Examples of fats: butter, margarine, beef dripping, mutton dripping, suet and tallow. Examples of oils: olive oil, castor oil, linseed oil, coconut oil. Oils are oily liquids at room temperature that float on water.
1. Paper tests for fats
1.1 Mark two pencil crosses on writing paper, 10 cm apart. Use a pipette to put a drop of olive oil (fat) on one cross and use another pipette put a drop of water on the other cross. Compare both crosses after 12 hours and 24 hours. Note how the cross on which the oil was dropped can be distinguished. Fat makes a translucent mark on paper.
1.2 Cut different foods and press the cut surface on white paper, e.g. walnut, hazelnut, coconut, sausage, butter, boiled egg white, sugar lump. Note which foodstuffs make a translucent mark and so contain fat.
1.3 Rub foods with absorbent brown paper to indicate the spread of fat.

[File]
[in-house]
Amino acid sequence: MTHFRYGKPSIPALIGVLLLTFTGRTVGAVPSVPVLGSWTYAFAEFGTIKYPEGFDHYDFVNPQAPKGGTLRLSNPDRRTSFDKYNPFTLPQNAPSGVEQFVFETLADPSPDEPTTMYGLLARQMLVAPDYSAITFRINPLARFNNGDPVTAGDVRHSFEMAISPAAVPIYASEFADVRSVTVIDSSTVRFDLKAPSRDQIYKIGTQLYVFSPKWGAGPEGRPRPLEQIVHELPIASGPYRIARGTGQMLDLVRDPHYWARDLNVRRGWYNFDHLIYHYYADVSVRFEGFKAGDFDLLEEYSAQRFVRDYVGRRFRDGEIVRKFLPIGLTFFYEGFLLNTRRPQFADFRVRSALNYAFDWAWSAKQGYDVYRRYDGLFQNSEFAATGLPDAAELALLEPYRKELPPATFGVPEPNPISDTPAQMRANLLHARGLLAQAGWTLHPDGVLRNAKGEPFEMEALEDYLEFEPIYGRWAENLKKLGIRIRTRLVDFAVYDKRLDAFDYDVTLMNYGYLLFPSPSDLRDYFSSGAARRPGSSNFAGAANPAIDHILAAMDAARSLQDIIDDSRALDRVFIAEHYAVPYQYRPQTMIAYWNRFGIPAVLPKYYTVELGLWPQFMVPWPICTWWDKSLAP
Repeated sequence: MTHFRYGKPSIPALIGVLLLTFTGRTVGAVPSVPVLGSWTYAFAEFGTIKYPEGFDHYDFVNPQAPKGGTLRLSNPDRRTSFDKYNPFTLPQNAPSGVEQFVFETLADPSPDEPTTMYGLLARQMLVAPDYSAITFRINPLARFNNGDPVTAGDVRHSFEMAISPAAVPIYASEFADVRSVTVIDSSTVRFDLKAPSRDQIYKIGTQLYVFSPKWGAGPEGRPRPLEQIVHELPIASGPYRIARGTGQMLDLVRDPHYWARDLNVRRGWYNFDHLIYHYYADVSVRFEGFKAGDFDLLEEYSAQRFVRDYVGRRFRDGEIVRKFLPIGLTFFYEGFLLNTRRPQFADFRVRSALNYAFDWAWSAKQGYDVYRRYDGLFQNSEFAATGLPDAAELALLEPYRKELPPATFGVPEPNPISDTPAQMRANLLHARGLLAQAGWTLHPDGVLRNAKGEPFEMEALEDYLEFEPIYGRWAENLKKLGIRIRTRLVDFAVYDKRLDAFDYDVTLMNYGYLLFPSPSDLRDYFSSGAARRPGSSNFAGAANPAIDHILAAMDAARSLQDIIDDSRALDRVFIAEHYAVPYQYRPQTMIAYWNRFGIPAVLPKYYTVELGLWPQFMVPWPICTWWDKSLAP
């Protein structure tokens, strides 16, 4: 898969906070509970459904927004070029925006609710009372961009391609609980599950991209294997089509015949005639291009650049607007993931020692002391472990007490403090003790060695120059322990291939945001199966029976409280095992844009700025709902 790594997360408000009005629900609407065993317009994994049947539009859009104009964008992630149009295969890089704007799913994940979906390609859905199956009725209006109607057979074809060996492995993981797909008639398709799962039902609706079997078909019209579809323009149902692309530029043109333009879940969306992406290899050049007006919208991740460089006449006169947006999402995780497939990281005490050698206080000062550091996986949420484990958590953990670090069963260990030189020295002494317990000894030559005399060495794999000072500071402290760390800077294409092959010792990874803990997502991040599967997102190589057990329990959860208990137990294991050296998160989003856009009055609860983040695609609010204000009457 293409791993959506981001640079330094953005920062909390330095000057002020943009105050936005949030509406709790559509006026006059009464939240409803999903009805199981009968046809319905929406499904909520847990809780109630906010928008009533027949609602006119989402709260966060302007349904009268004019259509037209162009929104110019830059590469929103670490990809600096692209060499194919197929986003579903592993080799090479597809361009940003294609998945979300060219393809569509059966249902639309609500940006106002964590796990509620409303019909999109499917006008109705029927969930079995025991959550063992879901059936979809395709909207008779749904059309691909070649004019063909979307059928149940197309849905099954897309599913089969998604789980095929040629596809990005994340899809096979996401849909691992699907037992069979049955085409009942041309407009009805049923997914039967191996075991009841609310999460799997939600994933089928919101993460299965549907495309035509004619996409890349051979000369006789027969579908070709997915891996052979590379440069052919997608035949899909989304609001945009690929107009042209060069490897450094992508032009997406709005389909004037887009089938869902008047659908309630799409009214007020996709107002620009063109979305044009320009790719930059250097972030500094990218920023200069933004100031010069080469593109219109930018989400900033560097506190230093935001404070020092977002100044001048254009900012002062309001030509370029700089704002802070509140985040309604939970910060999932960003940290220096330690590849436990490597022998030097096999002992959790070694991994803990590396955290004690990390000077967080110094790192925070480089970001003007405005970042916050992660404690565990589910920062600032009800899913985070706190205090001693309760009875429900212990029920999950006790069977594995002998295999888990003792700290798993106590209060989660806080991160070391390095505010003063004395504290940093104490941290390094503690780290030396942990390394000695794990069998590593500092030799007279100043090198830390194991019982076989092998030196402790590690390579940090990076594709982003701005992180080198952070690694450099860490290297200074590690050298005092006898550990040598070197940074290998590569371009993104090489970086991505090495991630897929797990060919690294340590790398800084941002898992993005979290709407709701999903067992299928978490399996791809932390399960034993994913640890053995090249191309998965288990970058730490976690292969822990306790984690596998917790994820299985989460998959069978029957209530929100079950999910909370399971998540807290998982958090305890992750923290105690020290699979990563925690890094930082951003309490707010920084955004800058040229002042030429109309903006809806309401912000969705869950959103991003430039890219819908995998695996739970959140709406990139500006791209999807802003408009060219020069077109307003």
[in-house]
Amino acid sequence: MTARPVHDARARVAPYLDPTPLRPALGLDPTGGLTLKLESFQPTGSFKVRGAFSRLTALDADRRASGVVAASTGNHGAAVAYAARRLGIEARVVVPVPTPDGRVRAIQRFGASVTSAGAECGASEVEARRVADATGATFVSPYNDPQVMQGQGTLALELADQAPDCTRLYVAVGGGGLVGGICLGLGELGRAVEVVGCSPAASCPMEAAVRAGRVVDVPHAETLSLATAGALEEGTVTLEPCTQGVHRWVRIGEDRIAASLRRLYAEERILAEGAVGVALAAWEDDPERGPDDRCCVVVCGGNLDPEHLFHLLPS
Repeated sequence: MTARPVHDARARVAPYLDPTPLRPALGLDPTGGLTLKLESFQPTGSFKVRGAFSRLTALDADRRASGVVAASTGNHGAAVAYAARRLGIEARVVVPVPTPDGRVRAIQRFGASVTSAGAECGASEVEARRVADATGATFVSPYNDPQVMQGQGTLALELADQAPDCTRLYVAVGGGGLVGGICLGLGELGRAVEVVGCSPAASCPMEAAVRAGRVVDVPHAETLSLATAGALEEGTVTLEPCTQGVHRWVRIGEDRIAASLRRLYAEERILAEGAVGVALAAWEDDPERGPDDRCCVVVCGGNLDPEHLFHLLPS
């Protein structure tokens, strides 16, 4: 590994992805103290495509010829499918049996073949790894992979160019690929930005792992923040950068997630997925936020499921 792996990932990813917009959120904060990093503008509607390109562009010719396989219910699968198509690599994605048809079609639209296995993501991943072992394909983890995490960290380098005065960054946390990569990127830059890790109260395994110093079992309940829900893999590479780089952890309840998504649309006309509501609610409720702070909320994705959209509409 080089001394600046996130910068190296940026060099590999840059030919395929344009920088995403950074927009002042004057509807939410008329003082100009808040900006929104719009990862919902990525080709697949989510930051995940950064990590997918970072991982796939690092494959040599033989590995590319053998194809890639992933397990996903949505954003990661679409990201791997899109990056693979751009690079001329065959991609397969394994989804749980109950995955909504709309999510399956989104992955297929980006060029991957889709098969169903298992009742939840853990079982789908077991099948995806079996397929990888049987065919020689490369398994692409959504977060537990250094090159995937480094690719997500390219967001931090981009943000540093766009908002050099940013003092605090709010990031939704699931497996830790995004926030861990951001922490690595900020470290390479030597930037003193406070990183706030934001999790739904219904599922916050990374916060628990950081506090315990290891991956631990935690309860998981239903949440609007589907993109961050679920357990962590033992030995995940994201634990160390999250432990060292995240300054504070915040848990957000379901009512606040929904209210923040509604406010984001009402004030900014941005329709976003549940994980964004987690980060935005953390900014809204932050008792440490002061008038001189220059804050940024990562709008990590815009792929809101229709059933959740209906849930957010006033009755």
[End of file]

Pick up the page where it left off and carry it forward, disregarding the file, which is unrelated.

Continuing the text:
2. Sudan III tests for fats
The fat soluble dye Sudan (III) stains triglycerides, C22H16N4O, 1-[{4-(phenyldiazenyl)phenyl}diazenyl] naphthalen-2-ol. It is carcinogenic. Make a saturated solution of Sudan III in a 1:1 solution of 70% ethanol and acetone. Dilute this solution by preparing a 6:4 solution with ethanol.
2.1 Half fill a test-tube with water, add drops of Sudan III solution, shake the test-tube and note the faintly pink colour. Be careful! Use safety goggles and nitrile chemical resistant gloves when handling stains. Add the same number of drops of olive oil, shake the solution and leave to stand in a test-tube rack. Wait for the oil to settle to the top of the test-tube. Note the colour of the oil and the water.
2.2 Add a drop of Sudan III solution to cut seeds and nuts, e.g. castor bean seed, sunflower seed. Cut a very thin slice of the seed and examine under high power.